06 Dec 2021
06 Dec 2021
Status: a revised version of this preprint was accepted for the journal TC.

Altimetric observation of wave attenuation through the Antarctic marginal ice zone using ICESat-2

Jill Brouwer1,2, Alexander D. Fraser2, Damian J. Murphy3,2, Pat Wongpan2, Alberto Alberello4, Alison Kohout5, Chris Horvat6, Simon Wotherspoon1, Robert A. Massom3,2, Jessica Cartwright7, and Guy D. Williams1 Jill Brouwer et al.
  • 1Institute for Marine and Antarctic Studies, University of Tasmania, Hobart, Australia
  • 2Australian Antarctic Program Partnership, Institute for Marine and Antarctic Studies, University of Tasmania, Hobart, Australia
  • 3Australian Antarctic Division, Kingston, Australia
  • 4University of East Anglia, Norwich, United Kingdom
  • 5National Institute of Water and Atmospheric Research, Christchurch, New Zealand
  • 6Brown University, Providence, USA
  • 7Spire Global, Inc., Glasgow, United Kingdom

Abstract. The Antarctic marginal ice zone (MIZ) is a highly dynamic region where sea ice interacts with ocean surface waves generated in ice-free areas of the Southern Ocean. Improved large-scale (satellite-based) estimates of MIZ width and variability are crucial for understanding atmosphere-ice-ocean interactions and biological processes, and detection of change therein. Legacy methods for defining the MIZ width are typically based on sea ice concentration thresholds, and do not directly relate to the fundamental physical processes driving MIZ variability. To address this, new techniques have been developed to determine MIZ width based on the detection of waves and calculation of significant wave height attenuation from variations in ICESat-2 surface heights. The poleward MIZ limit (boundary) is defined as the location where significant wave height attenuation equals the estimated satellite height error. Extensive automated and manual acceptance/rejection criteria are employed to ensure confidence in MIZ width estimates, due to significant cloud contamination of ICESat-2 data or where wave attenuation was not observed. Analysis of 304 MIZ width estimates retrieved from four months of 2019 (February, May, September and December) revealed that sea ice concentration-derived MIZ width estimates were far narrower (by a factor of ~7) than those from the new techniques presented here. These results suggest that indirect methods of MIZ estimation based on sea ice concentration are insufficient for representing physical processes that define the MIZ. Improved measurements of MIZ width based on wave attenuation will play an important role in increasing our understanding of this complex sea ice zone.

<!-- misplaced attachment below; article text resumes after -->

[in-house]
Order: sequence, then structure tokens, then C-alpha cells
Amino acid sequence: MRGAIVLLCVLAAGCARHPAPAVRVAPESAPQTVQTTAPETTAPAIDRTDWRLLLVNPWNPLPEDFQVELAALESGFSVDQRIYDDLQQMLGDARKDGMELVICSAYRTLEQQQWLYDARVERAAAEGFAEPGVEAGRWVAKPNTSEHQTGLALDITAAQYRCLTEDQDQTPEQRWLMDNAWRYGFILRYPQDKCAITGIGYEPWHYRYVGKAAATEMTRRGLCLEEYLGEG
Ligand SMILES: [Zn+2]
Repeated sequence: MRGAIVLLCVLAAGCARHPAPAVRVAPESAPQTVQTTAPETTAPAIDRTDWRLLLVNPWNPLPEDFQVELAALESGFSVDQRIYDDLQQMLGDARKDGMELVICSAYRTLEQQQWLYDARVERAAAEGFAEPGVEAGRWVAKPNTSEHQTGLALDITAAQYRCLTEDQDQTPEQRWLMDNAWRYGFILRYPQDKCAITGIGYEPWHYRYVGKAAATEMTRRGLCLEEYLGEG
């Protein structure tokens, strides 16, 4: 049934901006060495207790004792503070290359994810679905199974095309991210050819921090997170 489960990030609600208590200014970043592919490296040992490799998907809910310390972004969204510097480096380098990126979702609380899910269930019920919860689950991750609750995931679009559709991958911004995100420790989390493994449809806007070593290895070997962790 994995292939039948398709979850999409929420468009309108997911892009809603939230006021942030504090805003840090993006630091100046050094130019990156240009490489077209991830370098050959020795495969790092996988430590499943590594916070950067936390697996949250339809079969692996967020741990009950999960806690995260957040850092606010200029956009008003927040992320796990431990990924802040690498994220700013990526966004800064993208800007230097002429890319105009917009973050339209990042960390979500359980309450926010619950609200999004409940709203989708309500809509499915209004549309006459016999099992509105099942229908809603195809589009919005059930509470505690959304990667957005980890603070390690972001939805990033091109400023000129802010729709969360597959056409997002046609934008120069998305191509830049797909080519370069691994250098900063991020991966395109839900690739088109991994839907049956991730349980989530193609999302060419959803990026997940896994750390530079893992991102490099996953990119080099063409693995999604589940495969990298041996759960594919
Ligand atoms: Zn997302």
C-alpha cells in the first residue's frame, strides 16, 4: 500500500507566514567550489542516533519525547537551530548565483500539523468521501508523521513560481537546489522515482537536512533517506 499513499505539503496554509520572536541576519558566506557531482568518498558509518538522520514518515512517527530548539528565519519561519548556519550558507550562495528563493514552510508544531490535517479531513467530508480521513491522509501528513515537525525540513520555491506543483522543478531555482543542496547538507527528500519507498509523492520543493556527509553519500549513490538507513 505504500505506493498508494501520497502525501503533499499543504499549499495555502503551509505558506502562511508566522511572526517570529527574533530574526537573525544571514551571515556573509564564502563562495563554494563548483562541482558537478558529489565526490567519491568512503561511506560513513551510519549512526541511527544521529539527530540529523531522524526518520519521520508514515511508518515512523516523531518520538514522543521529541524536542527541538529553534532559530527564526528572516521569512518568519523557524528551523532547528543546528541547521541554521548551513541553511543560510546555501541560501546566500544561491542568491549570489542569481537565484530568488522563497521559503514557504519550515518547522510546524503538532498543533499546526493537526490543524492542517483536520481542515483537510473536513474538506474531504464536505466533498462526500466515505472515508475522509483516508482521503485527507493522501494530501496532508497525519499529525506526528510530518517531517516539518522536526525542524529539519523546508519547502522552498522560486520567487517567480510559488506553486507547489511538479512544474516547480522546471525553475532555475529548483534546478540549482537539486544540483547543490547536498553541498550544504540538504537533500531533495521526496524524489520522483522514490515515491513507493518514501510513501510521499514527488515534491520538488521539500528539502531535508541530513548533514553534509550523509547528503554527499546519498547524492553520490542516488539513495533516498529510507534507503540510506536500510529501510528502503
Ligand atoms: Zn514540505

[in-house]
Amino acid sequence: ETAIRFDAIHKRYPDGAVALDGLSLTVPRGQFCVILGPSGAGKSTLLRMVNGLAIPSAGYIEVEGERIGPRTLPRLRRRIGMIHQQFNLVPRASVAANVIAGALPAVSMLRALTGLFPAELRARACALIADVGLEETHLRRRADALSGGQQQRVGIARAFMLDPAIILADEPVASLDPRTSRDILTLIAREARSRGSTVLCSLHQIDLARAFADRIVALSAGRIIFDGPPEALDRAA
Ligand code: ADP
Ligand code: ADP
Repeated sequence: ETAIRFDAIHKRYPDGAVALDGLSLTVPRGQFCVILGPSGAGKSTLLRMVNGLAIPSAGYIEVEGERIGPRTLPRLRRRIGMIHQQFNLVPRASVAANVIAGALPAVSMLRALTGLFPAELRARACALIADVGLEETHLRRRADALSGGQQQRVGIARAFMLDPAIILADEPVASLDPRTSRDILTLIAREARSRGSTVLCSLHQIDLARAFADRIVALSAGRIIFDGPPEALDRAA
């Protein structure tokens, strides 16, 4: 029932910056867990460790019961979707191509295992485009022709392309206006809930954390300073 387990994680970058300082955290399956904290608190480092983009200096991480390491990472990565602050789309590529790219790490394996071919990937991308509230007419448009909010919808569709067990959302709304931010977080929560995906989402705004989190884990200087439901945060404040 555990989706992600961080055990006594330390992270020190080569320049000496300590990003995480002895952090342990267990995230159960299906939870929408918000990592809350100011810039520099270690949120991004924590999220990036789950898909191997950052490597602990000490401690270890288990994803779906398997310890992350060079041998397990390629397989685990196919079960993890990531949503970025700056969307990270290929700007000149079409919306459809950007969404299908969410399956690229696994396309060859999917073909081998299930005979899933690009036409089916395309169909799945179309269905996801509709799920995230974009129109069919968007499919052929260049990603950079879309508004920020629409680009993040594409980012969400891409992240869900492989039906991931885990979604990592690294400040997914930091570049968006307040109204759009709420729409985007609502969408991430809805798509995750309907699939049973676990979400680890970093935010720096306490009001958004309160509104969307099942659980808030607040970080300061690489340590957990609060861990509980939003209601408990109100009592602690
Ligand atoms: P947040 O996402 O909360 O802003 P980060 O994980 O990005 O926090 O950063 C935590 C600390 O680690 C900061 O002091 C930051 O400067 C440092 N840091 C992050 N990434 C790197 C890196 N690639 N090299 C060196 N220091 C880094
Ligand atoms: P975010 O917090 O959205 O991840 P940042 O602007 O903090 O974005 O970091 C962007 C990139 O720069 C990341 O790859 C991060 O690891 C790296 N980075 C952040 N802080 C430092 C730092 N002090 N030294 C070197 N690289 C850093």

Jill Brouwer et al.

Status: final response (author comments only)

Comment types: AC – author | RC – referee | CC – community | EC – editor | CEC – chief editor | : Report abuse
  • RC1: 'Comment on tc-2021-367', Fabien Montiel, 24 Jan 2022
    • AC1: 'Reply to RC1', Alexander Fraser, 08 Mar 2022
  • RC2: 'Comment on tc-2021-367', Harry Heorton, 01 Feb 2022
    • AC2: 'Reply to RC2', Alexander Fraser, 08 Mar 2022

Jill Brouwer et al.

Jill Brouwer et al.


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Short summary
The marginal ice zone is the region where ocean waves interact with sea ice. Although this important region influences many sea ice, ocean and biological processes, it has been difficult to accurately measure on a large scale from satellite instruments. We present new techniques for measuring the marginal ice zone extent using the NASA ICESat-2 laser altimeter. By measuring how waves attenuate within the sea ice, we show that the marginal ice zone may be far wider than previously realised.